8 things to know about CHIP funding right now

Funding for the Children's Health Insurance Program ran out in September, putting coverage at risk for millions of children. Here are eight things to know about how the program is funded and why reauthorization is stalled.

1. CHIP covered 8.9 million children in 2016. Medicaid and CHIP combined have brought the uninsured rate among children to 5 percent, the lowest it has ever been, according to data from the Kaiser Family Foundation.

2. The program is present in all 50 states and has retained bipartisan support since its inception in 1997. CHIP helps ensure children have health insurance when their parents may earn too much to qualify for Medicaid, but not enough to buy insurance, according to The New York Times. In almost all states, children in families who earn up to 200 percent of the federal poverty level — the equivalent of $40,840 for a family of three — qualify for CHIP, according to KFF.

3. The federal government spends roughly $14 billion per year on CHIP, according to The New York Times. The program is capped, so each state receives an annual allotment from the federal government, which must be matched by the state to receive funding.

4. Federal funding for the program expired on Sept. 30. Congress must pass a bill to renew funding for the program. CHIP funding was last reauthorized in the Medicare Access and CHIP Reauthorization Act of 2015, and before that, through the ACA. While legislators on both sides of the aisle agree funding needs to be reauthorized, they have failed to agree on offsets for the program and therefore have been unable to pass a bill to renew the program.

5. If Congress does not pass a bill to renew funding for CHIP, almost all states will face a budget shortfall in 2018. Eleven states will run out of federal money by the end of this year, and 32 more will run out by March 2018, according to KFF. Minnesota was the first state to run out and received emergency federal funding to keep the program running in October and November, according to The New York Times. After that, it will use its own funds. CMS provided additional funding to a handful of other states as well, but the redistribution funds are also set to run out soon, according to KFF. Oregon, which is on track to exhaust federal CHIP dollars in December, will also use state money to continue the program. Colorado has already alerted CHIP members their coverage may expire on Jan. 31.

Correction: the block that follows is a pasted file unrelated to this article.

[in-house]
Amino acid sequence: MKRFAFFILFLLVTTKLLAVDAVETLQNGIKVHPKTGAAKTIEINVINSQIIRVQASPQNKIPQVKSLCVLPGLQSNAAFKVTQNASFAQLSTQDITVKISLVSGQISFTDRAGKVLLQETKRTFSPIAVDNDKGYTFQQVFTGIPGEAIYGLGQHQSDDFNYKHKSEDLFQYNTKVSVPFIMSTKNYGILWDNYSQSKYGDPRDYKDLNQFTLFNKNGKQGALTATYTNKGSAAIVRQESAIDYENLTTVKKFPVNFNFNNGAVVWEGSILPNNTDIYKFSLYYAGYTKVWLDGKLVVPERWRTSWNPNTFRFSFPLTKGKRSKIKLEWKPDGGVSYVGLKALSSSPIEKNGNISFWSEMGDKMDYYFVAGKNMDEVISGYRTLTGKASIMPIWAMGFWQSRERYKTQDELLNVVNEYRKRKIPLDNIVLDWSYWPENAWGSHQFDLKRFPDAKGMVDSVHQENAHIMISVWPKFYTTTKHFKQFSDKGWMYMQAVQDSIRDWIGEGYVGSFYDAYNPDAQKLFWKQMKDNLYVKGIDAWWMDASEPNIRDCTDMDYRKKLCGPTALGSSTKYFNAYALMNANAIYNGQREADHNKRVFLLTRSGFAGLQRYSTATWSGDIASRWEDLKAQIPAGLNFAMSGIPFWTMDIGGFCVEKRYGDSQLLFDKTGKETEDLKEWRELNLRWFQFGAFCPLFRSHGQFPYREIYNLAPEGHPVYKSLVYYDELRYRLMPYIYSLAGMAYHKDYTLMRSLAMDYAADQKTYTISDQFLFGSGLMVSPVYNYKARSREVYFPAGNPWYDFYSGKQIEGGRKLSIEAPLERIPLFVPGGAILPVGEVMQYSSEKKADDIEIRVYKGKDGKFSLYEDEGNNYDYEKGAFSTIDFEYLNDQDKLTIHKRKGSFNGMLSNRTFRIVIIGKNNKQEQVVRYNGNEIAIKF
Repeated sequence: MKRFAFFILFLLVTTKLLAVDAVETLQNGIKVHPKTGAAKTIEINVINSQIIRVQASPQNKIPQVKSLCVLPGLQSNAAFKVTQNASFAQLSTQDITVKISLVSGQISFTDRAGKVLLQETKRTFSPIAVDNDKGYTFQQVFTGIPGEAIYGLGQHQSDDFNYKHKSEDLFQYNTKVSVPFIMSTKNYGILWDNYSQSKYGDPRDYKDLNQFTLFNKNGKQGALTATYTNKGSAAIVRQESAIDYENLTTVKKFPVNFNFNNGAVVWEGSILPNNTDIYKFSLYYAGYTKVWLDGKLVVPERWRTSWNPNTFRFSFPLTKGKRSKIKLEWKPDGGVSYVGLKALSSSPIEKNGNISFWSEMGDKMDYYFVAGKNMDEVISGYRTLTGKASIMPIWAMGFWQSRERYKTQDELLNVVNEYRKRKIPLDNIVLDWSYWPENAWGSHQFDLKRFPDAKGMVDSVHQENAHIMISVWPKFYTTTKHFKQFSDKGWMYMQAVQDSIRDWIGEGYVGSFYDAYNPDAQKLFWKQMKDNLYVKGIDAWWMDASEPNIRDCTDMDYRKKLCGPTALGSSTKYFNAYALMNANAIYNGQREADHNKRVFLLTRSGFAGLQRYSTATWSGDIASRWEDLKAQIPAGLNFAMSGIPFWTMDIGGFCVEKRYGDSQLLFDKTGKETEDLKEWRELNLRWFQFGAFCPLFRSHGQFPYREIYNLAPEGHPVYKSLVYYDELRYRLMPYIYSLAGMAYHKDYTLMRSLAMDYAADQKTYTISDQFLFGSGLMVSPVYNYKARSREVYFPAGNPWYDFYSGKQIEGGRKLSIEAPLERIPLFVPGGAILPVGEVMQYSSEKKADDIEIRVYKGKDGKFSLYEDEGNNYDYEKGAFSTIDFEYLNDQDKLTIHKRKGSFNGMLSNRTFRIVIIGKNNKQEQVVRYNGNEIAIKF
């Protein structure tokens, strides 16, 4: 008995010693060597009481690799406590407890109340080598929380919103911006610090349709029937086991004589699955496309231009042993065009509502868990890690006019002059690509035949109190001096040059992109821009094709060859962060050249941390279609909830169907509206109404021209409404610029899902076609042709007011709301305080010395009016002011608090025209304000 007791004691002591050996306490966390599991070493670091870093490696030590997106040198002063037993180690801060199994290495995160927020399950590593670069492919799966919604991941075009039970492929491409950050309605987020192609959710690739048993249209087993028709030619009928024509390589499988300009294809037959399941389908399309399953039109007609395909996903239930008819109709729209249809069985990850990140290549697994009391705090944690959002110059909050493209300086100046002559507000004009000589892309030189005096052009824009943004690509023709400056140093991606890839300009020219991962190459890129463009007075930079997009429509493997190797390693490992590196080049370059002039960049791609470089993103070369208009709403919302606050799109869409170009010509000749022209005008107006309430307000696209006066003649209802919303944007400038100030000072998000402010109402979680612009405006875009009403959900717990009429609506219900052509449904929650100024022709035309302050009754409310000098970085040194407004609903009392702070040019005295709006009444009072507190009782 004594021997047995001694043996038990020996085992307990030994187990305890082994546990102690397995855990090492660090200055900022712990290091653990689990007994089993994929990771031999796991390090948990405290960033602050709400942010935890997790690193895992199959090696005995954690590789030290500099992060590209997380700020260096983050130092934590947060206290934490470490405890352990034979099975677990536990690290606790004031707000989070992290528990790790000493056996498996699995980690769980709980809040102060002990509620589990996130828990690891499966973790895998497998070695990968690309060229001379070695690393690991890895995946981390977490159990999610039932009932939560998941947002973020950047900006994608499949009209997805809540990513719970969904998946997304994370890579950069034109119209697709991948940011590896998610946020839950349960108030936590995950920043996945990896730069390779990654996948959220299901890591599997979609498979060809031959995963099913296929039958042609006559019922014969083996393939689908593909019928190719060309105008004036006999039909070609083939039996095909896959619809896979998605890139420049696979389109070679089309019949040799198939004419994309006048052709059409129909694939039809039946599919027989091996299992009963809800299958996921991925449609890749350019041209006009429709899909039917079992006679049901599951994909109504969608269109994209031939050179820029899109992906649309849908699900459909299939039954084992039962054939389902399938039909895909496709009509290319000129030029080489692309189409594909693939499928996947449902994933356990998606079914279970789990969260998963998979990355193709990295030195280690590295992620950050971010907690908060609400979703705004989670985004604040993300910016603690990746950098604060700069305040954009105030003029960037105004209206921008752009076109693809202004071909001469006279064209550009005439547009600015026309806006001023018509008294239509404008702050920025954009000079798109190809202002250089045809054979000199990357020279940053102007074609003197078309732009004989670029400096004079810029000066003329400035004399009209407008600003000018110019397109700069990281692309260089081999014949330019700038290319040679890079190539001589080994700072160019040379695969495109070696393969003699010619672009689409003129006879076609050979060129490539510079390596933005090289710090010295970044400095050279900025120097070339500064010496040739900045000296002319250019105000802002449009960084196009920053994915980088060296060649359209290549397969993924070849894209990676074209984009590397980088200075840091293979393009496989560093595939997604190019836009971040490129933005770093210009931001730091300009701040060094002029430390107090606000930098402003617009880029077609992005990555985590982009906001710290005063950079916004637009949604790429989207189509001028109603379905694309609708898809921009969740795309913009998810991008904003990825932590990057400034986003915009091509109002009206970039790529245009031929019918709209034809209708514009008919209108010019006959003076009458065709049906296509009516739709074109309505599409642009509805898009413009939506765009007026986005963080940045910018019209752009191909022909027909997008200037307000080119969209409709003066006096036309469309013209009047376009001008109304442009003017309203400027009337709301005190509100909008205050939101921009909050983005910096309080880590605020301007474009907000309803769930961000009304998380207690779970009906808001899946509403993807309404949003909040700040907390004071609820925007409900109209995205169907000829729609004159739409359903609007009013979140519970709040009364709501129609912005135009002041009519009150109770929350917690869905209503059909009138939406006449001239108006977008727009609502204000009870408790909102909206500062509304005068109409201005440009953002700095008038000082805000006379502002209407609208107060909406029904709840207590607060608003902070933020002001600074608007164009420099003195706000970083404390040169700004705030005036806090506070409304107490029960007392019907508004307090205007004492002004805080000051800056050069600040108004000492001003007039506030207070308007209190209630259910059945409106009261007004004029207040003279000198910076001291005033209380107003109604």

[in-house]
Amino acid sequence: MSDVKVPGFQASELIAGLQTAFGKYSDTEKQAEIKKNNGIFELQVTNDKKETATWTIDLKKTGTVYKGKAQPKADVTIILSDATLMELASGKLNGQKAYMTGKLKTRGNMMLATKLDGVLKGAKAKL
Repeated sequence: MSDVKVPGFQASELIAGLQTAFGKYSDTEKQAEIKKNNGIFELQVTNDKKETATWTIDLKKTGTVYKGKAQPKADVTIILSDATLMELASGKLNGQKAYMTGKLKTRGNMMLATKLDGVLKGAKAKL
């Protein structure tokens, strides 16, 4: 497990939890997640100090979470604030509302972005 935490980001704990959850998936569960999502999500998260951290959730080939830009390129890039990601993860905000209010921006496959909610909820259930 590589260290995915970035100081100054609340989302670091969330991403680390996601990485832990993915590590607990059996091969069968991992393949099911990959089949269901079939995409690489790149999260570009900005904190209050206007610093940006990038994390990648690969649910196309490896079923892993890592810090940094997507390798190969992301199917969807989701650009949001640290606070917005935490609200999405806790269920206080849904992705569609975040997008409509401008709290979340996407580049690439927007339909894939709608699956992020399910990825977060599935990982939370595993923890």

6. Congress may pass a short-term spending bill to provide temporary relief and avert government shutdown, The New York Times reported. If the short-term spending bill passes, legislators expect to follow up with a longer-term solution. The temporary bill would only last for two weeks, authorizing funds through Dec. 22, according to The Hill. It would also streamline the process for states seeking redistribution funds through the end of the year.

7. The House passed a bill in November to fund CHIP through 2022. Their bill would also reauthorize funding for community health centers, graduate medical education programs and the national Precision Medicine Initiative. However, it captured votes from just 15 Democrats. The rest opposed the offsets in the bill, particularly premium increases for high-earning Medicare enrollees, cuts to some public health programs and a reduction in the grace period for ACA enrollees who miss a premium payment.

8. The Senate Finance Committee agreed to fund CHIP through 2022 in September, but has not provided a bill with offsets. Senate Finance Committee Chairman Orrin Hatch, R-Utah, said last week CHIP reauthorization is stalled in the Senate due to lack of funding. "The reason CHIP is having trouble [passing] is because we don't have money anymore," said Mr. Hatch, according to The Intercept. "We just add more and more spending and more and more spending, and you can look at the rest of the bill for the more and more spending."


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